Great Lakes Aquatic Invasive Species
Reconnecting Rivers and Streams
Rivers and streams are important for supporting the migration, spawning and foraging of at least 43 species of Great Lakes fish. Yet, less than 25% of the tributaries in the Great Lakes basin are connected to the lakes. Various barriers, including natural waterfalls, man-made road crossings, dams and culverts disconnect the natural flow of water and impede populations of native fish.
Conservancy scientists are working to prioritize which barriers if replaced or removed would have the best outcome for native fisheries. The benefits must be weighed against the expense of removal and risk of access for invasive species.
TNC also belongs to a consortium of groups dedicated to reconnecting rivers and streams to study and map priority habitat across the basin. This data is being used to power FishWerks, an optimization tool for habitat restoration projects.
Restoring Spawning Habitat
Locating and mapping spawning and nursery habitat is one step toward conserving fisheries. The next is to assess the quality of that habitat and restore key locations where spawning success could be improved. In 2015, after identifying rocky reefs in Lake Michigan where lake trout, lake whitefish and lake herring were known to spawn, The Nature Conservancy in Michigan undertook its first underwater restoration project in Grand Traverse Bay.
Partnering with the Michigan Department of Natural Resources and Central Michigan University, we restored an existing reef near Elk Rapids, Michigan, by adding 450 tons of special cobble rock to the site. This reef, degraded years ago by the iron ore industry, is one of three known spawning reefs in Grand Traverse Bay. The newly-added rocks provide nooks for lake herring and lake trout to lay their eggs and keep them safe through the harsh Great Lakes winters.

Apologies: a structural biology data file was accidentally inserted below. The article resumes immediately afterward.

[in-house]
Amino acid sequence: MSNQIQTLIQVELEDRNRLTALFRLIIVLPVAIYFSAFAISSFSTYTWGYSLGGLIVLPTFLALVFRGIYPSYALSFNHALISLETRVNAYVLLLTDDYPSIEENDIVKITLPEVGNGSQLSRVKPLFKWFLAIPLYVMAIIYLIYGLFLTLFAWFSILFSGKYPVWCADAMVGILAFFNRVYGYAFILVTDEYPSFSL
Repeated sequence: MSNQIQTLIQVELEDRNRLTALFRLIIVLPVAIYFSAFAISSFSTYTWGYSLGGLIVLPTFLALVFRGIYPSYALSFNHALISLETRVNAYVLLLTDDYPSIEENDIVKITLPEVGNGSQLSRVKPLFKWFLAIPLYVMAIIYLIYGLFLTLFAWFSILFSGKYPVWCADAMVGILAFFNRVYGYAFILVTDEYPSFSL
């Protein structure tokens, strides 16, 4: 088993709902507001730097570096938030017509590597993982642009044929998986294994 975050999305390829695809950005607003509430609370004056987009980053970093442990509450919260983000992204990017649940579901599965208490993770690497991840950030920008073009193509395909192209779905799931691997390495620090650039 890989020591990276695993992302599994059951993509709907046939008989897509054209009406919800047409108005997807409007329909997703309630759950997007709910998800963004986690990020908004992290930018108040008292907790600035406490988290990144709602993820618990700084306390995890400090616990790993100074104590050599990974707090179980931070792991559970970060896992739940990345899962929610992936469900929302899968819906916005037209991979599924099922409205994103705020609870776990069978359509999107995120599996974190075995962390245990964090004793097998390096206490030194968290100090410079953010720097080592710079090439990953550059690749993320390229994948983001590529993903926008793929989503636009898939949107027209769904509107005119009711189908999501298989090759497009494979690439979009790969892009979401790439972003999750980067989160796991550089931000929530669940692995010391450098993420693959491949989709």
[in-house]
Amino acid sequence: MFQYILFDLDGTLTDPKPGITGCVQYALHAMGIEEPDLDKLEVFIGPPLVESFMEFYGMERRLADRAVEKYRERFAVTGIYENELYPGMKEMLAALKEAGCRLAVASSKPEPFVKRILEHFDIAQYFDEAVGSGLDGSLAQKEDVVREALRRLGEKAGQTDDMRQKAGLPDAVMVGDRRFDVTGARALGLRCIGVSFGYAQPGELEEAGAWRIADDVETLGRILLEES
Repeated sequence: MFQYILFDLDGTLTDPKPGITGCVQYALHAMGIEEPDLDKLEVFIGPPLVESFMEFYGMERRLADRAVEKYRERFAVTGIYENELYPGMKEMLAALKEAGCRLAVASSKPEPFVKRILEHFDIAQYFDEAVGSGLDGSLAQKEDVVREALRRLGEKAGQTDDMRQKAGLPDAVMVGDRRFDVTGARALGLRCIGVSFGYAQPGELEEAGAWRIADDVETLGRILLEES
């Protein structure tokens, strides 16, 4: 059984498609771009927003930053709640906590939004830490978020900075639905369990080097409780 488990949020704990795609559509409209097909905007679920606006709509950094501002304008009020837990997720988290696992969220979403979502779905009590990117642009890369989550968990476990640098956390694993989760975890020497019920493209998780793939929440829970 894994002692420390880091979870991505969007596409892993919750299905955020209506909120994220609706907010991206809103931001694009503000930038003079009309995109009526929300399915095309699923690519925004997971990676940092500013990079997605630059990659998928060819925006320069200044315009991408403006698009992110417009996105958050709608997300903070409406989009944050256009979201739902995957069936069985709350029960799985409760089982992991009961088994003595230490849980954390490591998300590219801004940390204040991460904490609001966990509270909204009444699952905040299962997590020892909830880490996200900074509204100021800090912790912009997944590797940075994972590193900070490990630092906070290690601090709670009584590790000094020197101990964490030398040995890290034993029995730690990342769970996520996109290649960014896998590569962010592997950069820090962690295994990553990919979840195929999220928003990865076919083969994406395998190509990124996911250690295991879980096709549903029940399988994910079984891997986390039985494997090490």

In addition to restoring the reef with new rock, scientists are also using the site to test new eradication tools for round goby and rusty crayfish—two invasive species who prey on the eggs laid there. This two-step approach has led to encouraging early results.
Working Together for Great Lakes Fisheries
The sheer size of the Great Lakes makes fisheries management a complex issue. Currently, each lake has a “lake committee” comprised of provincial, state and tribal agencies, with support from the Canadian and U. S. federal governments, that ensures the health of our fisheries. This means dozens of agencies, academic institutions, NGOs and businesses are collaborating to make decisions about fish stocking, harvesting and regulations. Now, these managers are looking for ways to work together on restoration and other environmental measures.
“Stakeholder cooperation will be key to success,” said Matt Herbert, an aquatic ecologist with the Michigan Chapter. “It will create a massive ripple effect throughout the system that leads to increased alignment of priorities, strategic allocation and leveraging of resources and coordinated management actions. And, that’s why we are working with so many partners from the public agencies, Great Lakes tribes, and the fishing industry.”
Now is the time for these myriad decision makers to come together around shared restoration goals. Our fisheries are at a critical conservation moment: water quality and habitat have improved enough to allow them to rebound. By working together to take advantage of this opportunity, we hope to achieve an overall 15 percent increase in availability of harvestable species, and to better protect the long-term health of our fisheries for both people and nature.